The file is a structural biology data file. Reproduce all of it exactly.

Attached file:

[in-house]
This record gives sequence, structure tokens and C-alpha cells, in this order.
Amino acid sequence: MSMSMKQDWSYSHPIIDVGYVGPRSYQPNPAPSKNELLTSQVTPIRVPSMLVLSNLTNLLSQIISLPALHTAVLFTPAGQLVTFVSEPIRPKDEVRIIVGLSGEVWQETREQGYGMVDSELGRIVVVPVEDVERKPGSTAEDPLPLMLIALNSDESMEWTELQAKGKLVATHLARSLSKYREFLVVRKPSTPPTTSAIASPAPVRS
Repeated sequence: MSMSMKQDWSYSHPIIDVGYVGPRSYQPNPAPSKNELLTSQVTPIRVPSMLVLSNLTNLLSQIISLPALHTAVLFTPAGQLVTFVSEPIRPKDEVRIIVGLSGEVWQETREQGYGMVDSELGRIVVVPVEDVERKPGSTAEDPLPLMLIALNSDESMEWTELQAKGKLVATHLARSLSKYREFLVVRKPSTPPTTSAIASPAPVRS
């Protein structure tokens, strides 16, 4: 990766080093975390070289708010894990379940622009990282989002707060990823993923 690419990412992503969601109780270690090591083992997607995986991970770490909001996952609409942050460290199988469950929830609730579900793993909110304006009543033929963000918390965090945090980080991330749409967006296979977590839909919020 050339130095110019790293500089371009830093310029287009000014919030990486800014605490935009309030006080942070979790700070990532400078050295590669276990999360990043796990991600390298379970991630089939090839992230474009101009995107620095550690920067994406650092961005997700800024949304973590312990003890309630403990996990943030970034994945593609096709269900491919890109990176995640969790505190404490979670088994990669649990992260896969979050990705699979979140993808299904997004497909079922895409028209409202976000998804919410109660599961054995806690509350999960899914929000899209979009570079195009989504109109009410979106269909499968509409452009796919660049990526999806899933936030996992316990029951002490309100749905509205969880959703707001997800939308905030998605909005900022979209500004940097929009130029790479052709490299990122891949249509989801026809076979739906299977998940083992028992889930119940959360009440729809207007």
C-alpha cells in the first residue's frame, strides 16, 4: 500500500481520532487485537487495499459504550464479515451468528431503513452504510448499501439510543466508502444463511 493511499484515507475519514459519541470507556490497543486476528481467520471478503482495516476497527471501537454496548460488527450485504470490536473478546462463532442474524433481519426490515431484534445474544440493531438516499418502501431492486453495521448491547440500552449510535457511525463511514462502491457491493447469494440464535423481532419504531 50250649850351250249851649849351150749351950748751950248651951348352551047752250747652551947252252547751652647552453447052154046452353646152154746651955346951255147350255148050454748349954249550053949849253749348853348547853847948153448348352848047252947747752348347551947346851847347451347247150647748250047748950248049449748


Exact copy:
[in-house]
This record gives sequence, structure tokens and C-alpha cells, in this order.
Amino acid sequence: MSMSMKQDWSYSHPIIDVGYVGPRSYQPNPAPSKNELLTSQVTPIRVPSMLVLSNLTNLLSQIISLPALHTAVLFTPAGQLVTFVSEPIRPKDEVRIIVGLSGEVWQETREQGYGMVDSELGRIVVVPVEDVERKPGSTAEDPLPLMLIALNSDESMEWTELQAKGKLVATHLARSLSKYREFLVVRKPSTPPTTSAIASPAPVRS
Repeated sequence: MSMSMKQDWSYSHPIIDVGYVGPRSYQPNPAPSKNELLTSQVTPIRVPSMLVLSNLTNLLSQIISLPALHTAVLFTPAGQLVTFVSEPIRPKDEVRIIVGLSGEVWQETREQGYGMVDSELGRIVVVPVEDVERKPGSTAEDPLPLMLIALNSDESMEWTELQAKGKLVATHLARSLSKYREFLVVRKPSTPPTTSAIASPAPVRS
């Protein structure tokens, strides 16, 4: 990766080093975390070289708010894990379940622009990282989002707060990823993923 690419990412992503969601109780270690090591083992997607995986991970770490909001996952609409942050460290199988469950929830609730579900793993909110304006009543033929963000918390965090945090980080991330749409967006296979977590839909919020 050339130095110019790293500089371009830093310029287009000014919030990486800014605490935009309030006080942070979790700070990532400078050295590669276990999360990043796990991600390298379970991630089939090839992230474009101009995107620095550690920067994406650092961005997700800024949304973590312990003890309630403990996990943030970034994945593609096709269900491919890109990176995640969790505190404490979670088994990669649990992260896969979050990705699979979140993808299904997004497909079922895409028209409202976000998804919410109660599961054995806690509350999960899914929000899209979009570079195009989504109109009410979106269909499968509409452009796919660049990526999806899933936030996992316990029951002490309100749905509205969880959703707001997800939308905030998605909005900022979209500004940097929009130029790479052709490299990122891949249509989801026809076979739906299977998940083992028992889930119940959360009440729809207007």
C-alpha cells in the first residue's frame, strides 16, 4: 500500500481520532487485537487495499459504550464479515451468528431503513452504510448499501439510543466508502444463511 493511499484515507475519514459519541470507556490497543486476528481467520471478503482495516476497527471501537454496548460488527450485504470490536473478546462463532442474524433481519426490515431484534445474544440493531438516499418502501431492486453495521448491547440500552449510535457511525463511514462502491457491493447469494440464535423481532419504531 50250649850351250249851649849351150749351950748751950248651951348352551047752250747652551947252252547751652647552453447052154046452353646152154746651955346951255147350255148050454748349954249550053949849253749348853348547853847948153448348352848047252947747752348347551947346851847347451347247150647748250047748950248049449748